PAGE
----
The inflection in her voice rose as to emphasize her double meaning. Same ol' Ruthie.
It wasn't until faced with the possibility of seeing Cara again that Devin realized he'd give anything to see her. He punched up his schedule on the computer and immediately groaned at entries flooding each and every day for the next month. “Things don't look good, Ruthie. I'm not sure I can get away.”
“Oh, but...what about the wedding?” she gasped.
“Why...yours and Cara's, of course. You did read the card, didn't you?”
“Yes, but...” Puzzled by her query, Devin picked up the card again and turned it over in case he’d missed some important piece of information. The search proved futile.
“Cara will be thirty-five next week.”
“Yes, I know.”
“Well, then you know what that means, don’t you?”
He was silent.
“Do you or don't you intend to honor that contract, young man.”
A grin tugged at his lips. Although Ruthie's voice held a hint of amusement, he sensed her taking this line of offense immensely serious.
Knowing in advance how Ruthie Cavarlho operated, he proceeded with caution. “Ruthie, it’s not really a contract.”
“It’s in black and white.”
“Yes, but…it’s bogus. There was no serious intention of marriage by either of us, no meeting of the minds. No-”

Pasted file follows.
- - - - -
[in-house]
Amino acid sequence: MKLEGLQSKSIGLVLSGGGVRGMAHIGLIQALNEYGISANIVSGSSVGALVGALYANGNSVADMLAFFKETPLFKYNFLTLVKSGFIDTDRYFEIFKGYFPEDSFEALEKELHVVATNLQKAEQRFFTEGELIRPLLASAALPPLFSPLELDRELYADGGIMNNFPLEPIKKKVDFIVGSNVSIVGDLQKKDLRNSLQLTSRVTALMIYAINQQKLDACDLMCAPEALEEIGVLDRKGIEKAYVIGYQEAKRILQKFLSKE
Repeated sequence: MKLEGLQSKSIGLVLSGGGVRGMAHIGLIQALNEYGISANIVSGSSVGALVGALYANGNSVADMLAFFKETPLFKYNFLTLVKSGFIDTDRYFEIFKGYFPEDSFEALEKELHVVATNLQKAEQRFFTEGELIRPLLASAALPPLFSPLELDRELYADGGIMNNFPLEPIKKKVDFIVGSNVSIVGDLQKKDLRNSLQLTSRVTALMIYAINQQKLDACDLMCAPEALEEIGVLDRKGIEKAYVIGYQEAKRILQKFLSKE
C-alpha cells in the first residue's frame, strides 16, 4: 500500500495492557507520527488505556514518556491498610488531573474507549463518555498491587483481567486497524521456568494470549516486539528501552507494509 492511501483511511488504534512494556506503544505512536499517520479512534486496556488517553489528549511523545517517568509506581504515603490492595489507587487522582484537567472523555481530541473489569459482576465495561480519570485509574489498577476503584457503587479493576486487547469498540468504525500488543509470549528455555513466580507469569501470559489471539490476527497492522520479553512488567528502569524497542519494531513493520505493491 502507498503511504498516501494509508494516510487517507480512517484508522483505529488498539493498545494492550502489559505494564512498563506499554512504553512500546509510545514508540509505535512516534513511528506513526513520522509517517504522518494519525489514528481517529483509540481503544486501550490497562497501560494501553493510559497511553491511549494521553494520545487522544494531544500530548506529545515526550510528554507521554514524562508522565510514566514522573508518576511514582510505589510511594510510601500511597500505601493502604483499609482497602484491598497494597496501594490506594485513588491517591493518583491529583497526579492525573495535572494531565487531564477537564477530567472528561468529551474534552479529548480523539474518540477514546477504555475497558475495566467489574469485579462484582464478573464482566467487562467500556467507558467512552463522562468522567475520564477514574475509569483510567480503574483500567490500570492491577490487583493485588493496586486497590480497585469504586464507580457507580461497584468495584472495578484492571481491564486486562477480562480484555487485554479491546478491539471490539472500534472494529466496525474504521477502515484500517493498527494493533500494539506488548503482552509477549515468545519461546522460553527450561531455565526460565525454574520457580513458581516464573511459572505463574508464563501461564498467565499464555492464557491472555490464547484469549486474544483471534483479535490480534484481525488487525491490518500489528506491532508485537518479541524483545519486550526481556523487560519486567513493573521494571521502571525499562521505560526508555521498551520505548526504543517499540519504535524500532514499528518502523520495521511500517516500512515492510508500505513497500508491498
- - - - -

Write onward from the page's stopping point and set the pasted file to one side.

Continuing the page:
“Devin, dear, don’t talk to me in legal mumbo jumbo. I don’t understand a word of it.”
“It was a joke. It’s not legal.”
“Not legal,” Ruthie grunted.
There was silence on the other end of the line for a few seconds. Devin picked up the ball point pen he'd strangled earlier and started tapping in his desk to fill in the void.
“Would Cara know this?” Ruthie finally asked.
“I'll bet she doesn't,” she proclaimed, an undertone of hope resonating in her words. He could almost hear the wheels in her head spinning triumphantly when she declared, “What she doesn't know won't hurt her.”
A grin tugged at his lips. “Ruthie, what are you up to?”“Nothing. I’m merely planning a birthday party for my single daughter, and I would love for you to attend. Is there anything wrong with that?”
“Of course not.”
“And once you're here, if things should happen to, how shall we say, fall into place, then so be it.”
He had to laugh. It surprised him how good it felt inside. He'd always been a sucker for Ruthie’s charm and seventeen years of passing time had made no difference.
“Devin Michaels, you know how fond I am of you. I've never made any bones about that,” she admitted warmly. “And all these years I have been praying my daughter would someday find a nice man just like you. So why can’t it be